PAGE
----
The Church  has a lot of experience of being wrong. Thank God we have eventually had the courage and humility to change our minds. In the early years the hot issues were circumcision and  food laws, the relationship between Christianity and Judaism. In the fourth century the shift was to accepting the restrained use of armed force. Post Reformation there was a major shift by the Protestant churches in the acceptance of usury. It allowed banking to develop, and we are discovering again that banking has to be a service and a public good. 250 years ago the majority view in the Church was that slavery was part of the God-given and Biblical ordering of creation. In our day the role of women has changed and is changing. The acceptance of gay people is a significant evolution. Yet still the Church seeks exemption from equalities legislation on religious grounds. In doing so we seem to the world around us to be less moral and more prejudiced than the society we have done so much to shape.

The Olympic flame has just been through Dorset. The values of the Olympic movement are fine:

  • respect
  • excellence
  • friendship
  • courage
  • determination
  • inspiration
  • equality

Like the values of the New Testament they are the best to which we commonly aspire.

They are the ideals to which people commonly aspire. We are not able to live by them everyday. That’s one reason why in ancient Greece there had to be a truce for 100 days before the Games could take place, so athletes could get ready, travel and compete. We are more sophisticated now. We can hold an Olympic Games whilst wars and conflicts continue.  

Jesus’ summary of the Law to ‘Love God and love your neighbour as yourself’ is what has  made Christianity one of the great moral religions of the world. Its failures are less to do with Christianity having been tried and found wanting but of being tried and found too difficult. The love God shows in Jesus is of sacrificial service, the Master washing his disciples feet and of giving his life for others. This sort of love is costly and it is what makes us human. Love is not a zero sum game. It’s as in the children’s song about a Magic Penny: “Love is something if you give it away, you end up having more.”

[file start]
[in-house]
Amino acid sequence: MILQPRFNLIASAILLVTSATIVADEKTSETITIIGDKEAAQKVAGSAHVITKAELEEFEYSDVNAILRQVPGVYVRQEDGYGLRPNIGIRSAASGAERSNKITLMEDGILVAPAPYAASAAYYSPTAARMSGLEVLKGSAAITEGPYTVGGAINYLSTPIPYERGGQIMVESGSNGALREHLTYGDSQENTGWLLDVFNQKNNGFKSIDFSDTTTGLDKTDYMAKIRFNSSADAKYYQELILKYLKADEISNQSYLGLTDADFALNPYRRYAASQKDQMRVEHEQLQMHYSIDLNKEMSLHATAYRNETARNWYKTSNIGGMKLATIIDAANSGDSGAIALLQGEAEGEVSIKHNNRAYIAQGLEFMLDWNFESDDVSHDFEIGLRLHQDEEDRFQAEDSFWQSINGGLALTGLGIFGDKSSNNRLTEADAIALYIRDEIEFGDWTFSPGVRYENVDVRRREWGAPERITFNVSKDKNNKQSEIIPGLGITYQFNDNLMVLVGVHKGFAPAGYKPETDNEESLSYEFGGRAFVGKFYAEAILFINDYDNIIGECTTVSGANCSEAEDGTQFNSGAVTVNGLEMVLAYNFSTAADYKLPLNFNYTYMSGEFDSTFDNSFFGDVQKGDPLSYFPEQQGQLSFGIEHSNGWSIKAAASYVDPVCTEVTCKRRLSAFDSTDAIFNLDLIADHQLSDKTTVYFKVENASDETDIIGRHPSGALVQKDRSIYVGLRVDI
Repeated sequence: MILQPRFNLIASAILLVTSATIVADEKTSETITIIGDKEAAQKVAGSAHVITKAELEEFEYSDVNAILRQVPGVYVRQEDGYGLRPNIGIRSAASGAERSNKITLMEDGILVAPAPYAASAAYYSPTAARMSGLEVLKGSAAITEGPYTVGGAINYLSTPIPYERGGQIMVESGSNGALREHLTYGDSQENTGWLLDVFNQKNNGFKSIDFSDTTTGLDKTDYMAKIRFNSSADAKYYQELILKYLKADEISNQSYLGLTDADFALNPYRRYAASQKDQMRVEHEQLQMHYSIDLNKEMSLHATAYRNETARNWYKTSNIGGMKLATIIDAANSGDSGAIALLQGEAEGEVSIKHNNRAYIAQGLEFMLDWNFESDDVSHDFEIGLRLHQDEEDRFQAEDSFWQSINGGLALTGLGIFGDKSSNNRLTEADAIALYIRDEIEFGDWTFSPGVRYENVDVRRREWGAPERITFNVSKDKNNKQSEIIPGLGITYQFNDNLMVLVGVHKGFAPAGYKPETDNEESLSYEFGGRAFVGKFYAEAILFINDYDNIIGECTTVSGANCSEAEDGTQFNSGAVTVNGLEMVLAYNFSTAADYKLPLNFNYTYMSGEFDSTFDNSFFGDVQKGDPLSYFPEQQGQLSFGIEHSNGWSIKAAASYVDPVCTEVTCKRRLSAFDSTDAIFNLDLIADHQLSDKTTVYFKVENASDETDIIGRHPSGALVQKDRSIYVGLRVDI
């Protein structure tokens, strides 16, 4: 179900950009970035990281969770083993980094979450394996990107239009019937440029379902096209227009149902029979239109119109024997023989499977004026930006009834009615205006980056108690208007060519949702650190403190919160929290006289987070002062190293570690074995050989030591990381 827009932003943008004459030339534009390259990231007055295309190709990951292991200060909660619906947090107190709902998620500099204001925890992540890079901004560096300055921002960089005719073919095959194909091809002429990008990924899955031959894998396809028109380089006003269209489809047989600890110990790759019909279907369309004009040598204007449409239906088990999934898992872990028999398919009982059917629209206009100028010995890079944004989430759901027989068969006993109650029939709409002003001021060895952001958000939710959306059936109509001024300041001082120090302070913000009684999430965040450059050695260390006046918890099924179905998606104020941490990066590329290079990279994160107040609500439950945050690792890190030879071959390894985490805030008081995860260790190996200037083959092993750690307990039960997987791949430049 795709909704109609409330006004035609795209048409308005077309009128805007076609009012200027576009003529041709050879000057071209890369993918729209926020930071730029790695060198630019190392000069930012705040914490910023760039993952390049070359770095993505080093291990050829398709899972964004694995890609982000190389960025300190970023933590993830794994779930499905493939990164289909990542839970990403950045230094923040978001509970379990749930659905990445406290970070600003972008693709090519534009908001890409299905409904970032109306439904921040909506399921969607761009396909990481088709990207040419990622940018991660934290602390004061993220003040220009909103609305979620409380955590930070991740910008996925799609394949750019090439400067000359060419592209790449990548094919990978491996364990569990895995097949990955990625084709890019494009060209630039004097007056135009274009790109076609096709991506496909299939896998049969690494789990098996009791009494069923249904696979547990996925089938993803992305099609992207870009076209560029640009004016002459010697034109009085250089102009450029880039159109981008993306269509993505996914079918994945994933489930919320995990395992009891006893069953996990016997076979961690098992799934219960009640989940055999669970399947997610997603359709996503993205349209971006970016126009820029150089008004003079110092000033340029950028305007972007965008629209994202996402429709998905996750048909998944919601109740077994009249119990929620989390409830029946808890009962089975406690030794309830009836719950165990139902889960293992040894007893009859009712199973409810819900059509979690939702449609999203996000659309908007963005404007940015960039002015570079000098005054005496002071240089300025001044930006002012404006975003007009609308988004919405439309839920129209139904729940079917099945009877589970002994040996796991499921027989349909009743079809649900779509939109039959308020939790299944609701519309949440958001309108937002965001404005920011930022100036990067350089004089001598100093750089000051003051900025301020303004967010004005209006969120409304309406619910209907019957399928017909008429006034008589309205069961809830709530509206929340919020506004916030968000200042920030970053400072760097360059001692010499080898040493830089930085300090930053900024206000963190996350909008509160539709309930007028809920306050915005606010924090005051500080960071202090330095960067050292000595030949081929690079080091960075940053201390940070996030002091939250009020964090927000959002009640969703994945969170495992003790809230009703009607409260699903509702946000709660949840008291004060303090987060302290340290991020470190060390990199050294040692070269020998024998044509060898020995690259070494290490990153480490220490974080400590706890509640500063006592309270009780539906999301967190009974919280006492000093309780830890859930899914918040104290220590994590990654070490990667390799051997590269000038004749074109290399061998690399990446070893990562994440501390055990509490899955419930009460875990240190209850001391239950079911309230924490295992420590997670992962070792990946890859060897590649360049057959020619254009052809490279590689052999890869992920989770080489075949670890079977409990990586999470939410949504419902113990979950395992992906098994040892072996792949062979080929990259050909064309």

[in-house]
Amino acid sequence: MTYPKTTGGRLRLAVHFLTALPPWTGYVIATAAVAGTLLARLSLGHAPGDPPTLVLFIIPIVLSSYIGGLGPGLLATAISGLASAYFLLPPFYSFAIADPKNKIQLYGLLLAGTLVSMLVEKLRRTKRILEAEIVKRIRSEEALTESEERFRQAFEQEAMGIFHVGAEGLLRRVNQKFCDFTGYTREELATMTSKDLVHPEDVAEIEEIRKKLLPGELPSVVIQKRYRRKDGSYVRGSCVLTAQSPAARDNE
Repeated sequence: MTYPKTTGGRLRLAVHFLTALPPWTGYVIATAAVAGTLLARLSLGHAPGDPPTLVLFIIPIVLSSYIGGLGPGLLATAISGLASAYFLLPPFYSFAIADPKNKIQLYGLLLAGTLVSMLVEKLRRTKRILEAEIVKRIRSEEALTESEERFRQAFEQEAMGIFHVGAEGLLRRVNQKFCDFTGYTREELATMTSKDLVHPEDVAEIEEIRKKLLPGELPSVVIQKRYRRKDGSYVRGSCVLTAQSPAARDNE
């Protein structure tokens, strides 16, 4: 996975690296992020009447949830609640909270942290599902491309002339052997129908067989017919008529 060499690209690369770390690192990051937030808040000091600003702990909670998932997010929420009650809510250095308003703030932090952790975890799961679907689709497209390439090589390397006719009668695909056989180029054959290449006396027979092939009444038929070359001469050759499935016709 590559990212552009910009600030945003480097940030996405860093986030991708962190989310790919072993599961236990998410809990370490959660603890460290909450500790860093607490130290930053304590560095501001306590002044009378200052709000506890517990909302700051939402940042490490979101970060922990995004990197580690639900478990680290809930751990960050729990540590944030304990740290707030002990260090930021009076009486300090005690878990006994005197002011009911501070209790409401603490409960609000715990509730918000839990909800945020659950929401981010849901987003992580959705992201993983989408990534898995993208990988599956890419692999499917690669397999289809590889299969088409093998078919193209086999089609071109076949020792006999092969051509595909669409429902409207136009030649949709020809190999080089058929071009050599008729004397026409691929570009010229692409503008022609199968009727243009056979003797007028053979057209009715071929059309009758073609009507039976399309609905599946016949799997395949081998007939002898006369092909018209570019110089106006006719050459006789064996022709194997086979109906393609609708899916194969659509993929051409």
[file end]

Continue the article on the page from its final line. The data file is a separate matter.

There was some graffiti on the door of a university loo:

To be is to do (Descartes)
To do is to be (Sartre)
Do be do be do (Sinatra)

I am for Sinatra. You can’t separate being and doing, they go together. But there are different accounts in our world of what it is to be human.

In Western Europe we have been very influenced by Descartes: “I think therefore I am”.

There is a consumerist view of the world especially associated with Capitalism. I consume therefore I am. Any of us who has gone for a bit of retail therapy knows this. I shop therefore I am.

In the US the focus is on taking action: “Let’s do it”.

In Africa, Desmond Tutu talks about ‘ubuntu’: a person is a person through a person. “I belong therefore I am”.

That might be quite close to David Cameron’s, “We’re in this together” but the Christian is guided by the love of God and the love of our neighbour as yourself; by the love of justice, mercy and walking humbly with God. This sets a direction to our being together. “He has anointed me to bring good news to the poor” (Lk 4.18)

To God be the glory now and forever.